And all the restless rumour of new wars,

For shells are falling all around our vespers,

No moment is unscarred, there is no pause.

In every instant bloodied innocence

Falls to the weary earth, and whilst we stand

Quiescence ends again in acquiescence,

And Abel's blood still cries from every land.

One silence only might redeem that blood;

Only the silence of a dying God.

 

 

Maggie:    Before we can move towards the rich silence of our dying God we must open to him the troubles we have laid on one another in the wastes and devastations of our wars:

 

Music:       Nobody knows the trouble (arr. Tippett)

                   Nobody knows the trouble I see, Lord, nobody knows like Jesus. 

                   O brothers, O mothers, pray for me and help me to drive old Satan away

 

Maggie:    Michael Tippett’s arrangement of the African-American spiritual ‘Nobody knows the trouble I’ve seen’. Its feeling of isolation is universal.

 

I                  In a moment we’ll hear the first of Malcolm Guite’s reflections which he’s recorded for us.  But first, listen to these verses from Psalm 77:

 

Reader (Karen Lee):

 

                   In the day of my trouble I seek the Lord; in the night my hand is stretched out without wearying; my soul refuses to be comforted.

                   I consider the days of old, I remember the years long ago.

                   I commune with my heart in the night; I meditate and search my spirit:

                   "Will the Lord spurn for ever, and never again be favourable?

                   Has his steadfast love for ever ceased? Are his promises at an end for all time?

                   Has God forgotten to be gracious? Has he in anger shut up his compassion?"

 

Malcolm Guite 2 The cry of the psalmist (recorded 1’41”):

                  

                   The cry of the psalmist ‘Has God forgotten?’ is answered in the words of the spiritual ‘Nobody knows but Jesus’. At the heart of Christian hope is the conviction that in some unfathomable way God in Christ has entered into the heart of human experience to bear our burdens, know our troubles and endure our griefs with us. Later in this service we’ll reflect on the strong feeling of many soldiers in the Great War that Christ was somehow suffering with them in the trenches and that his compassion extended to all, on both sides of the conflict. That grief and compassion for the slain, indeed compassion for the slain enemy, finds its sharpest and most poignant expression in the words of King David about the death of his son Absalom, reported in the second book of Samuel. Like Syria today, Israel was torn by a civil war that divided families, set neighbours against one another, and reached to the heart of the ruling dynasty, for the rebellion against David was led by his own son Absalom. But as we’ll hear, when a messenger came with the news of the king’s victory and Absalom’s death in battle, the king didn’t share his gloating triumph but was moved instead to tears for the fallen.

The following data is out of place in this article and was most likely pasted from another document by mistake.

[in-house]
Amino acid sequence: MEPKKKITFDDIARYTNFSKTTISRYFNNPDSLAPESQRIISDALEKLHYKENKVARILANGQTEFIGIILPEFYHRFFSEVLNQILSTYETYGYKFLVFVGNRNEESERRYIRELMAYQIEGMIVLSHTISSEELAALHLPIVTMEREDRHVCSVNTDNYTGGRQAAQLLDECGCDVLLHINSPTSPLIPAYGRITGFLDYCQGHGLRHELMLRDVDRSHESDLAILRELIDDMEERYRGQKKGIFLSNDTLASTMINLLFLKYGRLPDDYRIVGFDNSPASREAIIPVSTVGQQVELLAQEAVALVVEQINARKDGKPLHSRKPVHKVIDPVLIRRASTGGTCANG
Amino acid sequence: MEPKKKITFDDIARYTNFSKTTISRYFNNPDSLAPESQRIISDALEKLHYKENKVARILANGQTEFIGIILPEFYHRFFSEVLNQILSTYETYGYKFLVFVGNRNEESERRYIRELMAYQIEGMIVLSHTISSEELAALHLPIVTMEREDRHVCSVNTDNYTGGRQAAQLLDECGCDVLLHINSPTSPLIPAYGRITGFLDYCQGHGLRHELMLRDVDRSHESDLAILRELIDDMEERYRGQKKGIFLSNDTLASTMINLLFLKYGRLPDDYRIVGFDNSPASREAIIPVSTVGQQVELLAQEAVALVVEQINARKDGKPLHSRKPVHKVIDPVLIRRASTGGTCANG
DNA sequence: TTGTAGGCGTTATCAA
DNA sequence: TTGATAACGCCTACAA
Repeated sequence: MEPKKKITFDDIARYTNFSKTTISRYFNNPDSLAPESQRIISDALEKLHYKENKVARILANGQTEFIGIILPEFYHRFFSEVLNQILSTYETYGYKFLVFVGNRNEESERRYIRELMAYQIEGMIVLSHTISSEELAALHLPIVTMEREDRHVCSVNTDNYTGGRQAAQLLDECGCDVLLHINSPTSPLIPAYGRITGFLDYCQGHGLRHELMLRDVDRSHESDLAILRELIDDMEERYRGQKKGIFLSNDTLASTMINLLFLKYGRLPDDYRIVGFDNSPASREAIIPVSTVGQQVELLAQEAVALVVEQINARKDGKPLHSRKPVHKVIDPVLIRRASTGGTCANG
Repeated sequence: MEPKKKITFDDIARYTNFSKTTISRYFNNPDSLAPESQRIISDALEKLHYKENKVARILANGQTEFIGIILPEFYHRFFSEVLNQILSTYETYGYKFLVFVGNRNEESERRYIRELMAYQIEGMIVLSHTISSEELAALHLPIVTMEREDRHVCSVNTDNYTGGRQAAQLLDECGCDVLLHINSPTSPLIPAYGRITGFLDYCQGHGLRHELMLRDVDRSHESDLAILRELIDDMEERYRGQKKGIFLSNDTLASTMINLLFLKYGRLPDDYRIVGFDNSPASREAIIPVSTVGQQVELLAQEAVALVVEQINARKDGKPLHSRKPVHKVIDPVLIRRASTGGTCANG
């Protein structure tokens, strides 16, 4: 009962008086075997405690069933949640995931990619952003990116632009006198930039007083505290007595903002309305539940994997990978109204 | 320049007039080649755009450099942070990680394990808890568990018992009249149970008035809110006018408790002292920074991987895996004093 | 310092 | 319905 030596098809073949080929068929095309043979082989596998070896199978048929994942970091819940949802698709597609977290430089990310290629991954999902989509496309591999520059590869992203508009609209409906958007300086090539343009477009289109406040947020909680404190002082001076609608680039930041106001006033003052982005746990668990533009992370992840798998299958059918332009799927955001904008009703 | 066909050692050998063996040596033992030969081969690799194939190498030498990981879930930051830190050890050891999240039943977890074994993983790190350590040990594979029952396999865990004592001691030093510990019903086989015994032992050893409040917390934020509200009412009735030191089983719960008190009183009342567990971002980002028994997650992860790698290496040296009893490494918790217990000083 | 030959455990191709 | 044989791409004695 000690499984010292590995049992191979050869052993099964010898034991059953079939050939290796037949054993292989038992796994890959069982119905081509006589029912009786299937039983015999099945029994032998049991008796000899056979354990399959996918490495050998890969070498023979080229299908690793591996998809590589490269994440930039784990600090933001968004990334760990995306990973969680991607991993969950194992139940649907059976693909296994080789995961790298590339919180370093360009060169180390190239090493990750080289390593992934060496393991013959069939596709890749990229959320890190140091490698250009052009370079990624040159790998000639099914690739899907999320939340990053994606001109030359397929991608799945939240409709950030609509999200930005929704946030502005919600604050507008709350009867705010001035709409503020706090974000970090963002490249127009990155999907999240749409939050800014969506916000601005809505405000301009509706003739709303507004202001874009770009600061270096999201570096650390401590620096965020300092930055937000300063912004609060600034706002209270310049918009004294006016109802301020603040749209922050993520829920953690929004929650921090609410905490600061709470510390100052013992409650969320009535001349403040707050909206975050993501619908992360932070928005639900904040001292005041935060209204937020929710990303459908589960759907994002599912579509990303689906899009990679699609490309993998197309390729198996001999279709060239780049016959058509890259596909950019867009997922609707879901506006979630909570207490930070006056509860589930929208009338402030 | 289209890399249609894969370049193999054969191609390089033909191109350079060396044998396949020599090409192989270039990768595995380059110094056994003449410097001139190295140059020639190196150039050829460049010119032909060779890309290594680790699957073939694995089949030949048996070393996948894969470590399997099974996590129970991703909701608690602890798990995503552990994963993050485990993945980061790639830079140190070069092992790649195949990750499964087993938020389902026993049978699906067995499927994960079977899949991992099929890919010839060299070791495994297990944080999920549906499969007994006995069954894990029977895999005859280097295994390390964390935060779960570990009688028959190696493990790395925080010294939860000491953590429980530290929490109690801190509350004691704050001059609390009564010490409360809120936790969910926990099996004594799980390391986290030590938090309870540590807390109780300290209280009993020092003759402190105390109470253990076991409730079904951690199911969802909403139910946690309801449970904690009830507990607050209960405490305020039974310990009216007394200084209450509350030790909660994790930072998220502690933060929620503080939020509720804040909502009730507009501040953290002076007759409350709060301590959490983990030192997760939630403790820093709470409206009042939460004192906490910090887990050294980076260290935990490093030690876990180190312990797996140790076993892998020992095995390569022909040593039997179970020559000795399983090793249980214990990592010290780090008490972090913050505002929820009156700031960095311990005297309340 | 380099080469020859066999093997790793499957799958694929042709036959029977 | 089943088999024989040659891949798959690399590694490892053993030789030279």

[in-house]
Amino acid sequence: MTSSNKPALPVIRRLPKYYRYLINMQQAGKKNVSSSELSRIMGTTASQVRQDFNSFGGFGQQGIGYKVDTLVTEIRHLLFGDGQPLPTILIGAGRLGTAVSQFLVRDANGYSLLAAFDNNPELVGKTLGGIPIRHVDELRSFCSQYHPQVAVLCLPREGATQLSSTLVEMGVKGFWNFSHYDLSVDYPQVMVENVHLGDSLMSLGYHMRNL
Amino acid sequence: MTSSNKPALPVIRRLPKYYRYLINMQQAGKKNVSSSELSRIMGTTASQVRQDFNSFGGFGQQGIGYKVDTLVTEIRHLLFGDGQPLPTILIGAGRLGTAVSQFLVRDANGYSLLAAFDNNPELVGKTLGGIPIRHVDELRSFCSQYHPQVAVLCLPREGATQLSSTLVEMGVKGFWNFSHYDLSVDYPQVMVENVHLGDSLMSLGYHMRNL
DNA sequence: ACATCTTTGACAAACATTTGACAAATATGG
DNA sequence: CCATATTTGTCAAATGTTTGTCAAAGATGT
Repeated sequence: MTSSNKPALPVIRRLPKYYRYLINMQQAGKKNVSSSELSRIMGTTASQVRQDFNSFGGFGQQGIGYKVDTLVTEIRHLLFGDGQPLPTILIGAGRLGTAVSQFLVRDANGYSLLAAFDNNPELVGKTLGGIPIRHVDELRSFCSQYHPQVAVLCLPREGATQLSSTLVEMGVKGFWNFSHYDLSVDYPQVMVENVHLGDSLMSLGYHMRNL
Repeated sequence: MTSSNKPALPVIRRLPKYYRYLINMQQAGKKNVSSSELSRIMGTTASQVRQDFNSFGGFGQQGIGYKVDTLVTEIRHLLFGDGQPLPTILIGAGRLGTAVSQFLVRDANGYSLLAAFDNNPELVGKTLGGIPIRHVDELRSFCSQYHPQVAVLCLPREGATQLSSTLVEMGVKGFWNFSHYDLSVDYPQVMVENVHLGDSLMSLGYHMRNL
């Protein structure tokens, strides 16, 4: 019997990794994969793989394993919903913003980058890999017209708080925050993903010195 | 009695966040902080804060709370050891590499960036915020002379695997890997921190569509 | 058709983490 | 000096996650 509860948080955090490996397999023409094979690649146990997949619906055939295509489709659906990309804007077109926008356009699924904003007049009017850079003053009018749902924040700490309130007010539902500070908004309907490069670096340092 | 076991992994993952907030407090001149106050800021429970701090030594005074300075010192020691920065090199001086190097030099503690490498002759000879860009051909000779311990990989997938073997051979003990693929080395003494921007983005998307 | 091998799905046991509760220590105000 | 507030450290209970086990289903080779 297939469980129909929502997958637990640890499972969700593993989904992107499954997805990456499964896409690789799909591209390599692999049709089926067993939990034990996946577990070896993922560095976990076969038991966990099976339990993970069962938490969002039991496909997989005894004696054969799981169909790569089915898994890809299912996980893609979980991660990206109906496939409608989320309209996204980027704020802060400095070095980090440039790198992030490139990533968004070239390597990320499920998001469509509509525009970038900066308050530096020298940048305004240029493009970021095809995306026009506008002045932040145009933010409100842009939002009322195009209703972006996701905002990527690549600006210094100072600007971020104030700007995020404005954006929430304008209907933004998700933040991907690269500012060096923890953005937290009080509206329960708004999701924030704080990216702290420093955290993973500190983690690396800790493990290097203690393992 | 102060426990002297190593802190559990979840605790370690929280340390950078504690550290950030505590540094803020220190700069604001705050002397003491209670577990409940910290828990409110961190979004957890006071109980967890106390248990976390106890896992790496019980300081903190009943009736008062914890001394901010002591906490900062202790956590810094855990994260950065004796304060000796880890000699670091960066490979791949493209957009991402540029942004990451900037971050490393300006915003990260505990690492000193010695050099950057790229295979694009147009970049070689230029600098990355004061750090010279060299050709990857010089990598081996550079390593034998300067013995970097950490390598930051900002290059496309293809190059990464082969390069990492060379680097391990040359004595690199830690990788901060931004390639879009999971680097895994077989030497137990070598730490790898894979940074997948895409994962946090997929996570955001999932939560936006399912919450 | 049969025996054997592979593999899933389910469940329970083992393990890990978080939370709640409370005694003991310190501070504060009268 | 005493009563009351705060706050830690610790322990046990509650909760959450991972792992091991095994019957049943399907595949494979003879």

Reader (Robbie Haylett): 2 Samuel 18:24-33

                  

                   And behold, the messenger came; and  said, "Good tidings for my lord the king! For the LORD has delivered you this day from the power of all who rose up against you." The king said to him, "Is it well with the young man Absalom?" And he answered, "May the enemies of my lord the king, and all who rise up against you for evil, be like that young man."  And the king was deeply moved, and went up to the chamber over the gate, and wept; and as he went, he said, "O my son Absalom, my son, my son Absalom!  Would I had died instead of you, O Absalom, my son, my son!"

 

Music: When David heard (Tomkins)

                  

 

Malcolm Guite 3 Thomas Tomkins  (recorded 2’33”):

 

Thomas Tomkins’ setting of King David’s grief for his son.  So we reflect on the one who was also called the Son of David.